Then, from what you are saying, I do not think this horse is ready to be a show Dressage horse. I think you should take him home and train him up to what makes the both of you happy, and then maybe down the road when he has more miles on him, think about it then. Otherwise I would just focus on the horse and not Dressage or showing.

    Also, I'm sorry I critiqued. I saw "What do you guys think?" as an opportunity to express that he could make a nice dressage horse with some flaws sorted out. Hope everything works out well :)
         
        04-03-2012, 10:58 PM
      #6
    Trained
    I just see an extremely disobedient horse. Whether this is because of pain or training is up to you to determine. Overall I don't think he is the right horse for you to learn Dressage on. A more suitable horse would at least be amiable to the idea of not being a total butt about the contact and would ideally have prior training. I would like to think a more experienced rider/trainer (ie more experienced than those who have been on him before) riding him for a while might get him thinking about being a bit more cooperative.
    Your riding has improved since I last saw you as well.

    Good luck!
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        04-03-2012, 11:00 PM
      #7
    Trained
    He looks gorgeous all spiffed up. He did not look happy at all during those rides, that constant head shaking gives me a headache. I hate to say this, but you need a different horse if you want to continue on in your dressage pursuits.
         
        04-03-2012, 11:00 PM
      #8
    Weanling
    CIN have you had his back checked for soreness? That head tossing looks like he's hurting somewhere he only really does it at the trot a little at the canter. Maybe he's just a bit sore either in his back or his neck. Maybe have a chiropractor work on him then see how he does.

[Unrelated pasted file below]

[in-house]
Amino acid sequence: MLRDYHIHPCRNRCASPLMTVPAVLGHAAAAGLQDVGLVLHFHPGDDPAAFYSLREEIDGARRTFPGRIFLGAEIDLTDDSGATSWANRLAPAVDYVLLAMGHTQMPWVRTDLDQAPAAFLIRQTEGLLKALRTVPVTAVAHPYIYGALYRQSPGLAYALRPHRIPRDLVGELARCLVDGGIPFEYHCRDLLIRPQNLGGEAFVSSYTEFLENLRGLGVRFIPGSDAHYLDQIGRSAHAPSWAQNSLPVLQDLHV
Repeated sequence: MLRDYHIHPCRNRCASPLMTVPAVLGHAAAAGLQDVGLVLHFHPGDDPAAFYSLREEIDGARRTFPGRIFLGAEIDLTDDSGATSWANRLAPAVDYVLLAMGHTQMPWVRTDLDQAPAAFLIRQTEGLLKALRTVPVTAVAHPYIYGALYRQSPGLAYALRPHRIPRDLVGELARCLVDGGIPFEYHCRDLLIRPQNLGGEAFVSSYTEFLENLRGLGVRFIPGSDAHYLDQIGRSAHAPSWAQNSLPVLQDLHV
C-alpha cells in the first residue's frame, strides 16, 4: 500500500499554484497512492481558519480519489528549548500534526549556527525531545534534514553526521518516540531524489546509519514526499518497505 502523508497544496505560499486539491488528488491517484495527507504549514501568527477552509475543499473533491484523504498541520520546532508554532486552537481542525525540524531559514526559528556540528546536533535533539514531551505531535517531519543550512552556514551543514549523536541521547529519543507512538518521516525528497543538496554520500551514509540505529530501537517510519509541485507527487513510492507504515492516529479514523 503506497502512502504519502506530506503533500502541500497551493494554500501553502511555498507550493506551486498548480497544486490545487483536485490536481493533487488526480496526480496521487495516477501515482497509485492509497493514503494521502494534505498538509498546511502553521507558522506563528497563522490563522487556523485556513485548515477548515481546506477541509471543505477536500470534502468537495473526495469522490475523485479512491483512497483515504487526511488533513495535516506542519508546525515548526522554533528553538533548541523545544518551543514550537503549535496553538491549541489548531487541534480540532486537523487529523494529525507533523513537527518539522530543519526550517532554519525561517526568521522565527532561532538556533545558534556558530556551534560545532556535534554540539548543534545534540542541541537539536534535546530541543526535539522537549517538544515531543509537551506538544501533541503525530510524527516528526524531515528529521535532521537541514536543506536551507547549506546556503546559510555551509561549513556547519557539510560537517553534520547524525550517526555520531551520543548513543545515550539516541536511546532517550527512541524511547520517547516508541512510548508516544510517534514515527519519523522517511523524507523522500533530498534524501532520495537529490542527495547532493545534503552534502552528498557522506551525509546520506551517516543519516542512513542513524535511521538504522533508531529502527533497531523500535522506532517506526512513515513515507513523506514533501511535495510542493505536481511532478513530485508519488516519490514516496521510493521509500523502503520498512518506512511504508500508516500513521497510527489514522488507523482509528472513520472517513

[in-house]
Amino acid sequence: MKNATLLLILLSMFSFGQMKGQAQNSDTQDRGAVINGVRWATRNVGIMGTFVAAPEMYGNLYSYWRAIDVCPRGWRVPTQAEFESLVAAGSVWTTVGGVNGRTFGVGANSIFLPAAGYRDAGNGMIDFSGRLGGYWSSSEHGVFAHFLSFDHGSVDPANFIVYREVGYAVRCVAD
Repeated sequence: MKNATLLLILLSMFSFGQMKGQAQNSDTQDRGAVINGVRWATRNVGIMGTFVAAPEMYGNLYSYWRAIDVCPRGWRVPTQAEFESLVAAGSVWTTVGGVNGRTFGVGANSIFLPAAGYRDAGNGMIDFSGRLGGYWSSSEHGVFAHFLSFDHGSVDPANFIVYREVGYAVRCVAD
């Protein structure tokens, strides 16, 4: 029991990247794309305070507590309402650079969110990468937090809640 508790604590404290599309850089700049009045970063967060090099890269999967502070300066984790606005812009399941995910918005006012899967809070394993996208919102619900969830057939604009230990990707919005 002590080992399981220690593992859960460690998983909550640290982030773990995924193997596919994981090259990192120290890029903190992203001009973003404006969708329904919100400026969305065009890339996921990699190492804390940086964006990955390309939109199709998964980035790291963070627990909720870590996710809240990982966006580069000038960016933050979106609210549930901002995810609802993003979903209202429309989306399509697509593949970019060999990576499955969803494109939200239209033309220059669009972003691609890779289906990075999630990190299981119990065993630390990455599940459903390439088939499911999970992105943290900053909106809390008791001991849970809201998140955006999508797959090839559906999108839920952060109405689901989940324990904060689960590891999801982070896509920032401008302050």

I know you said you were not looking for a critic. Just a thought as to maybe more is going on then him just not liking dressage.
         
        04-03-2012, 11:09 PM
      #9
    Green Broke
    Quote:
    Originally Posted by TimberRidgeRanch    
    CIN have you had his back checked for soreness? That head tossing looks like he's hurting somewhere he only really does it at the trot a little at the canter. Maybe he's just a bit sore either in his back or his neck. Maybe have a chiropractor work on him then see how he does.
    I know you said you were not looking for a critic. Just a thought as to maybe more is going on then him just not liking dressage.
    Over the past two years he has been poked, prodded stretched and tested by various professionals including chiros, vets,etc. He does have sporatic sacroilliac stiffness and he ihas had prior issues with back sensitivity leading to a lot of saddle firings etc. Both things have been well under control for a while by our vet.

    Thank you for suggesting to check those things,I know a lot of people don't look there when their horse is a butt head.
    TimberRidgeRanch likes this.
         
        04-04-2012, 10:27 AM
      #10
    Weanling
    After watching the videos and reading your posts, personally, I think it's time to move on. He's not the one. I am sorry to say that.

    I believe that life is too short and we hang on to things trying to make it fit. Make yourself happy. There's not a fit with him. Chalk it up to learning the beginnings of basic dressage and gaining lots of experience in working with your next dressage horse.